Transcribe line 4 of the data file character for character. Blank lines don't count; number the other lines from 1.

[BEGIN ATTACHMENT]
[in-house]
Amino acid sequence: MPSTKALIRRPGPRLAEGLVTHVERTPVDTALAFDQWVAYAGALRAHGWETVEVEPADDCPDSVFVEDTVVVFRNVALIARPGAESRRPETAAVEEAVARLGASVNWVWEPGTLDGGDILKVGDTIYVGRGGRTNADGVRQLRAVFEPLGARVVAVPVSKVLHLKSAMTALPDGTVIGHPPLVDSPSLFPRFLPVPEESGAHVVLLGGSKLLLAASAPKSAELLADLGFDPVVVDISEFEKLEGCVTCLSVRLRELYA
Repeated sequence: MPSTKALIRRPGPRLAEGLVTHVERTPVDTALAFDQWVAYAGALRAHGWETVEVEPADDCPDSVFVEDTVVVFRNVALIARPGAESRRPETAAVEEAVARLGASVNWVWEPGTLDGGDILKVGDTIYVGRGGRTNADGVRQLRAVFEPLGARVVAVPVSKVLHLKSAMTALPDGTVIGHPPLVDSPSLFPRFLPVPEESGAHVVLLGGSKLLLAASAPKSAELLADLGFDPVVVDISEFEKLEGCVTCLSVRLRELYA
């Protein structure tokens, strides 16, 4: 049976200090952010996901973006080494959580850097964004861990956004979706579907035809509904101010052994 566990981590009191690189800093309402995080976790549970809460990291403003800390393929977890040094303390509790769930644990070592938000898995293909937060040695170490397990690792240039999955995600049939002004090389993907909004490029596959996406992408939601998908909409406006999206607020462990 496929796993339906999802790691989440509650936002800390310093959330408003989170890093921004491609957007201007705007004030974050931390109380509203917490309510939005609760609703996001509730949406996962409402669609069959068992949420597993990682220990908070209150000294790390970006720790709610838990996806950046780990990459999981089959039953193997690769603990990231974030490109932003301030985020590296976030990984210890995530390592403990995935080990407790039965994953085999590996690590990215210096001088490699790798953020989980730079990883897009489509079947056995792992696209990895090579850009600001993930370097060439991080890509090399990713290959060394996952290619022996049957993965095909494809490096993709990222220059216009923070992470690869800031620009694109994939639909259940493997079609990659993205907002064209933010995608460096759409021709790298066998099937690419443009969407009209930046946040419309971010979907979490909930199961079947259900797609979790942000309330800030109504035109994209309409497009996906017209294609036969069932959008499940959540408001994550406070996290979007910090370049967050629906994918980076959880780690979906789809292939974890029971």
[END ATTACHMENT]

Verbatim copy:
């Protein structure tokens, strides 16, 4: 049976200090952010996901973006080494959580850097964004861990956004979706579907035809509904101010052994 566990981590009191690189800093309402995080976790549970809460990291403003800390393929977890040094303390509790769930644990070592938000898995293909937060040695170490397990690792240039999955995600049939002004090389993907909004490029596959996406992408939601998908909409406006999206607020462990 496929796993339906999802790691989440509650936002800390310093959330408003989170890093921004491609957007201007705007004030974050931390109380509203917490309510939005609760609703996001509730949406996962409402669609069959068992949420597993990682220990908070209150000294790390970006720790709610838990996806950046780990990459999981089959039953193997690769603990990231974030490109932003301030985020590296976030990984210890995530390592403990995935080990407790039965994953085999590996690590990215210096001088490699790798953020989980730079990883897009489509079947056995792992696209990895090579850009600001993930370097060439991080890509090399990713290959060394996952290619022996049957993965095909494809490096993709990222220059216009923070992470690869800031620009694109994939639909259940493997079609990659993205907002064209933010995608460096759409021709790298066998099937690419443009969407009209930046946040419309971010979907979490909930199961079947259900797609979790942000309330800030109504035109994209309409497009996906017209294609036969069932959008499940959540408001994550406070996290979007910090370049967050629906994918980076959880780690979906789809292939974890029971």